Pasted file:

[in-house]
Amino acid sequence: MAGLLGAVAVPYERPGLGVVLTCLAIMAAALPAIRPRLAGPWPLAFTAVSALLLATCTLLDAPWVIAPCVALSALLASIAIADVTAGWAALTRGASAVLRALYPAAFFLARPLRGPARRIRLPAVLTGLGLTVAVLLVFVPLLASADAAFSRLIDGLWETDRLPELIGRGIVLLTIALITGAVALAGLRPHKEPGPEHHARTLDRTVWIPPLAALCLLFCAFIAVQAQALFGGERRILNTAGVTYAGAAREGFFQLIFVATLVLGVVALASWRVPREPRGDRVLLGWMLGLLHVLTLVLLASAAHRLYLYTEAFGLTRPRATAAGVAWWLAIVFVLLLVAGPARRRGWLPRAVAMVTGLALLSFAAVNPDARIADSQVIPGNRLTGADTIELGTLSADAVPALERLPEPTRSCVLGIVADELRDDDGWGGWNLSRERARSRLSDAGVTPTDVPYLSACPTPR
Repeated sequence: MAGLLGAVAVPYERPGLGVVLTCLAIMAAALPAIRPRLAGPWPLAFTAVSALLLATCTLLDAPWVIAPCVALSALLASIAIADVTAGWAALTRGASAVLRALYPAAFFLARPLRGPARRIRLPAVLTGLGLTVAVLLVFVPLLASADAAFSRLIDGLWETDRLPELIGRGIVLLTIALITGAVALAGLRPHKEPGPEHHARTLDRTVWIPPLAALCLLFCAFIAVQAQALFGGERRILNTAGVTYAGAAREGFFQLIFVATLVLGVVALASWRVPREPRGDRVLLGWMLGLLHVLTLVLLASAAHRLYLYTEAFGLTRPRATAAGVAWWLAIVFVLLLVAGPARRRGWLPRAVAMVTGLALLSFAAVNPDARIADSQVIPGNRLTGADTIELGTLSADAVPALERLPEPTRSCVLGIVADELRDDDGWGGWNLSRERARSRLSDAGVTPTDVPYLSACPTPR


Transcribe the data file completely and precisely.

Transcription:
[in-house]
Amino acid sequence: MAGLLGAVAVPYERPGLGVVLTCLAIMAAALPAIRPRLAGPWPLAFTAVSALLLATCTLLDAPWVIAPCVALSALLASIAIADVTAGWAALTRGASAVLRALYPAAFFLARPLRGPARRIRLPAVLTGLGLTVAVLLVFVPLLASADAAFSRLIDGLWETDRLPELIGRGIVLLTIALITGAVALAGLRPHKEPGPEHHARTLDRTVWIPPLAALCLLFCAFIAVQAQALFGGERRILNTAGVTYAGAAREGFFQLIFVATLVLGVVALASWRVPREPRGDRVLLGWMLGLLHVLTLVLLASAAHRLYLYTEAFGLTRPRATAAGVAWWLAIVFVLLLVAGPARRRGWLPRAVAMVTGLALLSFAAVNPDARIADSQVIPGNRLTGADTIELGTLSADAVPALERLPEPTRSCVLGIVADELRDDDGWGGWNLSRERARSRLSDAGVTPTDVPYLSACPTPR
Repeated sequence: MAGLLGAVAVPYERPGLGVVLTCLAIMAAALPAIRPRLAGPWPLAFTAVSALLLATCTLLDAPWVIAPCVALSALLASIAIADVTAGWAALTRGASAVLRALYPAAFFLARPLRGPARRIRLPAVLTGLGLTVAVLLVFVPLLASADAAFSRLIDGLWETDRLPELIGRGIVLLTIALITGAVALAGLRPHKEPGPEHHARTLDRTVWIPPLAALCLLFCAFIAVQAQALFGGERRILNTAGVTYAGAAREGFFQLIFVATLVLGVVALASWRVPREPRGDRVLLGWMLGLLHVLTLVLLASAAHRLYLYTEAFGLTRPRATAAGVAWWLAIVFVLLLVAGPARRRGWLPRAVAMVTGLALLSFAAVNPDARIADSQVIPGNRLTGADTIELGTLSADAVPALERLPEPTRSCVLGIVADELRDDDGWGGWNLSRERARSRLSDAGVTPTDVPYLSACPTPR